THURSDAY, Dec. 16 (HealthDay News) -- A federal judge in Florida
will start hearing arguments Thursday in the latest legal challenge
to the constitutionality of a key provision of the nation's new
health-care reform law -- that nearly all Americans must carry
health insurance or face a financial penalty.
On Monday, a federal judge in Virginia sided with that state's
attorney general, who contended that the insurance mandate violated
the Constitution, making it the first successful challenge to the
The dispute over the constitutionality of the insurance mandate
is similar to the arguments in about two dozen health-care reform
lawsuits that have been filed across the country. Besides the
Virginia case, two federal judges have upheld the law and 12 other
cases have been dismissed on technicalities, according to
What makes the Florida case different is that the lawsuit has
been filed on behalf of 20 states. It's also the first court
challenge to the new law's requirement that Medicaid be expanded to
cover Americans with incomes at or below 133 percent of the federal
poverty level (about $14,000 in 2010 for someone living alone).
That Medicaid expansion has unleashed a series of protests from
some states that contend the expansion will overwhelm their
ABC News reported.
The federal government is supposed to pick up much of the
Medicaid tab, paying $443.5 billion -- or 95.4 percent of the total
cost -- between 2014 and 2019, according to an analysis by the
non-partisan Kaiser Family Foundation, the news network
The Florida lawsuit has been filed by attorneys general and
governors in 20 states -- all but one represented by Republicans --
as well as the National Federation of Independent Business, an
advocacy group for small businesses,
The federal government contends that Congress was within its
legal rights when it passed President Barack Obama's signature
legislative goal in March.
But the battle over the law, which has pitted Obama and fellow
Democrats against Republicans, will continue to be fought in the
federal court system until it finally reaches the U.S. Supreme
Court, perhaps as early as next year, experts predict.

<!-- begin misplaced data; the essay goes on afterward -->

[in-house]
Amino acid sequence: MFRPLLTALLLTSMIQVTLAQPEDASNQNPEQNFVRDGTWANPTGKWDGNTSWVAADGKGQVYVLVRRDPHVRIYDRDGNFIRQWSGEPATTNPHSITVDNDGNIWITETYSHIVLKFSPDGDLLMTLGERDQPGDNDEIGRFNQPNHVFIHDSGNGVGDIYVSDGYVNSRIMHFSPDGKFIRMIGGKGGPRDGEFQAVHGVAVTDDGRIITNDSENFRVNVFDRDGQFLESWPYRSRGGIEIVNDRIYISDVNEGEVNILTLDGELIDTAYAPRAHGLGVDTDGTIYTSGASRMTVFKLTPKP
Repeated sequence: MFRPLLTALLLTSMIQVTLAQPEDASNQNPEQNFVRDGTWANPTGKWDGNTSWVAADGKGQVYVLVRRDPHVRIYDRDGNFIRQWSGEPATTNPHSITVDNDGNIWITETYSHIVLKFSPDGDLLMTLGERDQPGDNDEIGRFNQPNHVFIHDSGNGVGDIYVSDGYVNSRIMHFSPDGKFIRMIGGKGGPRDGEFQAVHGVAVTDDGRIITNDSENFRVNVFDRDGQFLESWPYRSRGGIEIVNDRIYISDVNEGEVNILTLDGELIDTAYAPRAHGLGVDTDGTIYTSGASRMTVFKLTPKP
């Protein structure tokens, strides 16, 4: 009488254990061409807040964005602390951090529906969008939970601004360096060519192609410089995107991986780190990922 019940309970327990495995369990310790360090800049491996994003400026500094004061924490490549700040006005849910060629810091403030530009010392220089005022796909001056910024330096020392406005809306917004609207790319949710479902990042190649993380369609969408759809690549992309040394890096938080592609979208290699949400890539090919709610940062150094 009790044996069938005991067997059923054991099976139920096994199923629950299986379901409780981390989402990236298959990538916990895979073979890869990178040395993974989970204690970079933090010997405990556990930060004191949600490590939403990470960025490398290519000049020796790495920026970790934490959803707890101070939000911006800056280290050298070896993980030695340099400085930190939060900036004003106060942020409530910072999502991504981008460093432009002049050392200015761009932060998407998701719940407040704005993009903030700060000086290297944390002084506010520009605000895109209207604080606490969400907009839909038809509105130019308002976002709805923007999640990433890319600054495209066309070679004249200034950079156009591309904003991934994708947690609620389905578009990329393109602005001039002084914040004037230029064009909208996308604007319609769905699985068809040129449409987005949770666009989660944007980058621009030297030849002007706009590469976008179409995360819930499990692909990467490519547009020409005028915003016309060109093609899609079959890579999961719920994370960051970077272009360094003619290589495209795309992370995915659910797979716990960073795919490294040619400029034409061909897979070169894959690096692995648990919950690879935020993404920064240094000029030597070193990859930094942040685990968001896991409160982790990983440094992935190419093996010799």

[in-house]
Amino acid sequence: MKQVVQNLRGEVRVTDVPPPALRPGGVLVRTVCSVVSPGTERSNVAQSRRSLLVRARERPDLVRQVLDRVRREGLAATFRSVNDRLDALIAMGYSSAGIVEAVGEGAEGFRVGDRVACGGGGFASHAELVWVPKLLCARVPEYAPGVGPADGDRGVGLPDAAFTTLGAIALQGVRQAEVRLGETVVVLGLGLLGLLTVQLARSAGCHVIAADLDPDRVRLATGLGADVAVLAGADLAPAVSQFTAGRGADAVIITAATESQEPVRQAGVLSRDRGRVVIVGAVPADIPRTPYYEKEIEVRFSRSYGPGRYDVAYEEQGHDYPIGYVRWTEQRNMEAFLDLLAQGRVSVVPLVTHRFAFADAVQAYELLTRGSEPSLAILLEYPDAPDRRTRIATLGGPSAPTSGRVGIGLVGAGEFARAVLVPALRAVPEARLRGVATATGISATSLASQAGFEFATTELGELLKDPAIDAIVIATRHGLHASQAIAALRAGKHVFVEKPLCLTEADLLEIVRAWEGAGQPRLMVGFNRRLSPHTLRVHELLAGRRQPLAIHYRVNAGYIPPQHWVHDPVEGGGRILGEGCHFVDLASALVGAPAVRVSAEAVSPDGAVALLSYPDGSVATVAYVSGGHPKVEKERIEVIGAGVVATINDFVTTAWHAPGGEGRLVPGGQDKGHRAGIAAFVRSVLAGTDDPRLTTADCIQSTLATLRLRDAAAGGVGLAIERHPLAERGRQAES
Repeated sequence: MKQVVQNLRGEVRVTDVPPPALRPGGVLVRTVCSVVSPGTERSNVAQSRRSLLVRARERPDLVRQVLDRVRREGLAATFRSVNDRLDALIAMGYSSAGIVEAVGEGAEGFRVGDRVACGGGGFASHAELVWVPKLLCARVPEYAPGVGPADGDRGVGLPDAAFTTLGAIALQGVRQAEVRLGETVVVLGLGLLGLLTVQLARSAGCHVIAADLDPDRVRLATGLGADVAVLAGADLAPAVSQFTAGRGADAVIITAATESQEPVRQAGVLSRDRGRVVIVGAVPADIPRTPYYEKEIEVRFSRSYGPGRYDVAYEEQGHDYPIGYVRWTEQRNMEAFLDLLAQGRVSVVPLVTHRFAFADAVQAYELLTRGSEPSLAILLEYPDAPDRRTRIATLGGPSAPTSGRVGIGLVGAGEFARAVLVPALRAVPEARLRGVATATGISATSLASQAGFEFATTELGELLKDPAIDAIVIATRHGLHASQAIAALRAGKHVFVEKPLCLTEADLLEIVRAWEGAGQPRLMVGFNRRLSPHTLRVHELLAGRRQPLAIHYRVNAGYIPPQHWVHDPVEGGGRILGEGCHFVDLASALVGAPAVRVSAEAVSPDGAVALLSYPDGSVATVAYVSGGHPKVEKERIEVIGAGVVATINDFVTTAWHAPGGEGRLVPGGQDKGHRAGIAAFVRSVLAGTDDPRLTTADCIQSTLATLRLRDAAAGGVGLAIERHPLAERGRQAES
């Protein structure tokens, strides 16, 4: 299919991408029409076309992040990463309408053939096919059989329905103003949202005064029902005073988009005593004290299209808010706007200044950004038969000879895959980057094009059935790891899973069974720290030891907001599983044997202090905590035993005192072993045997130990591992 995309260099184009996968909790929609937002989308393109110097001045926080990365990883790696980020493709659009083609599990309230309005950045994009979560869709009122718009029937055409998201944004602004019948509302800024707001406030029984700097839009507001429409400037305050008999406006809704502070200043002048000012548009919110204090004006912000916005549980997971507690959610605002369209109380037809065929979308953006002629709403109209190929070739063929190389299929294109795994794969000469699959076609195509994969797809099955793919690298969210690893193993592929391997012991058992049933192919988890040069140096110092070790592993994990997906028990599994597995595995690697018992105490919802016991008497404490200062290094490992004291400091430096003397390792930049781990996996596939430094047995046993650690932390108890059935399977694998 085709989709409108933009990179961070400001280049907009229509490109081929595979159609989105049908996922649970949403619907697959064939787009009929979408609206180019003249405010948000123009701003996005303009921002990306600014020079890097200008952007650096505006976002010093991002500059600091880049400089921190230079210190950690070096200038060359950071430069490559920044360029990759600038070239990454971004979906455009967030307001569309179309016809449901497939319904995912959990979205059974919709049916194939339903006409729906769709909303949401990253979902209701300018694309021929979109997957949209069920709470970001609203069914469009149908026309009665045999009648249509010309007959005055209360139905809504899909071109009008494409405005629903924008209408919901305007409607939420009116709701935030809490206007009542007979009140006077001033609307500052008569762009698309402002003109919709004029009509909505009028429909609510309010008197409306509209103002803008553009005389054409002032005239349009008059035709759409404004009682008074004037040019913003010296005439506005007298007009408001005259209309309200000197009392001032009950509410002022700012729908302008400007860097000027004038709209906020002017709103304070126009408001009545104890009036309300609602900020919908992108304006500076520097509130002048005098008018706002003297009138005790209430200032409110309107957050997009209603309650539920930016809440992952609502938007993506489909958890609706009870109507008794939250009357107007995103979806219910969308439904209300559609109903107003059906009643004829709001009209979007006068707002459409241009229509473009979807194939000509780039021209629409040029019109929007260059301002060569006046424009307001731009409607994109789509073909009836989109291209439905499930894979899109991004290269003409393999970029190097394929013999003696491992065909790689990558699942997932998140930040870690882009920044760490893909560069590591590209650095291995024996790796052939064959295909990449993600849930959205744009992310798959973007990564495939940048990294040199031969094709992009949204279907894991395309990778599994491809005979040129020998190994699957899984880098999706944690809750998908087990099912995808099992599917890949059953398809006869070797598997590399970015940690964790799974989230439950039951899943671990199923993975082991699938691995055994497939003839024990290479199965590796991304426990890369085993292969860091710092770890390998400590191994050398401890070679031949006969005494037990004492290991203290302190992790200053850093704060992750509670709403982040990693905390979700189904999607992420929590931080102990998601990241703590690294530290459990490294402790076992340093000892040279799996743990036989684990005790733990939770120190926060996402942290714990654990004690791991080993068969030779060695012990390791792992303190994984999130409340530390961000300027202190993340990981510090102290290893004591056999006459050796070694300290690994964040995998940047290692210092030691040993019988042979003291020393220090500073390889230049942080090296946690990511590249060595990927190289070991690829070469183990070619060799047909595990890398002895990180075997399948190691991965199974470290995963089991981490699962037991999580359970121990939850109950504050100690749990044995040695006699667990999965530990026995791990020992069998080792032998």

During an interview with a Tampa, Fla., TV station on Monday,
after the Virginia judge's decision, Obama said: "Keep in mind this
is one ruling by one federal district court. We've already had two
federal district courts that have ruled that this is definitely
"You've got one judge who disagreed," he said. "That's the nature of these things."
Earlier Monday, the federal judge sitting in Richmond, Va.,
ruled that the health-care legislation, signed into law by Obama in
March, was unconstitutional, saying the federal government has no
authority to require citizens to buy health insurance.
The ruling was made by U.S. District Judge Henry E. Hudson, a
Republican appointed by President George W. Bush who had seemed
sympathetic to the state of Virginia's case when oral arguments
were heard in October, the
Associated Press reported.
But as the
Washington Post noted, Hudson did not take two additional
steps that Virginia had requested. First, he ruled that the
unconstitutionality of the insurance-requirement mandate did not
affect the rest of the law. And he did not grant an injunction that
would have blocked the federal government's efforts to implement
White House officials had said last week that a negative ruling
would not affect the law's implementation because its major
provisions don't take effect until 2014.
Two weeks ago, a federal judge in nearby Lynchburg, Va., upheld
the constitutionality of the health insurance requirement,
The New York Times reported. "Far from 'inactivity,'" said
Judge Norman K. Moon, who was appointed by President Bill Clinton,
"by choosing to forgo insurance, plaintiffs are making an economic
decision to try to pay for health-care services later, out of
pocket, rather than now, through the purchase of insurance." A
second federal judge appointed by Clinton, a Democrat, has upheld
the law as well, the
In the case decided Monday, Virginia Attorney General Kenneth
Cuccinelli, a Republican, had filed a lawsuit in defense of a new
Virginia law barring the federal government from requiring state
residents to buy health insurance. He argued that it was
unconstitutional for the federal law to force citizens to buy
health insurance and to assess a fine if they didn't.
The U.S. Justice Department said the insurance mandate falls
within the scope of the federal government's authority under the
Commerce Clause. But Cuccinelli said deciding not to buy insurance
was an economic matter outside the government's domain.
In his decision, Hudson agreed. "An individual's personal
decision to purchase -- or decline to purchase -- health insurance
from a private provider is beyond the historical reach of the
Commerce Clause," the judge said.
Jack M. Balkin, a professor of constitutional law at Yale
University who supports the constitutionality of the health-reform
package, told the
Times that "there are judges of different ideological views
throughout the federal judiciary."
Hudson seemed to reflect that reality when he wrote in his
opinion that "the final word will undoubtedly reside with a higher
By 2019, the law, unless changed, will expand health insurance
access to 94 percent of non-elderly Americans.
To learn more about the impact of the Affordable Care Act, visit
U.S. Department of Health and Human Services Web
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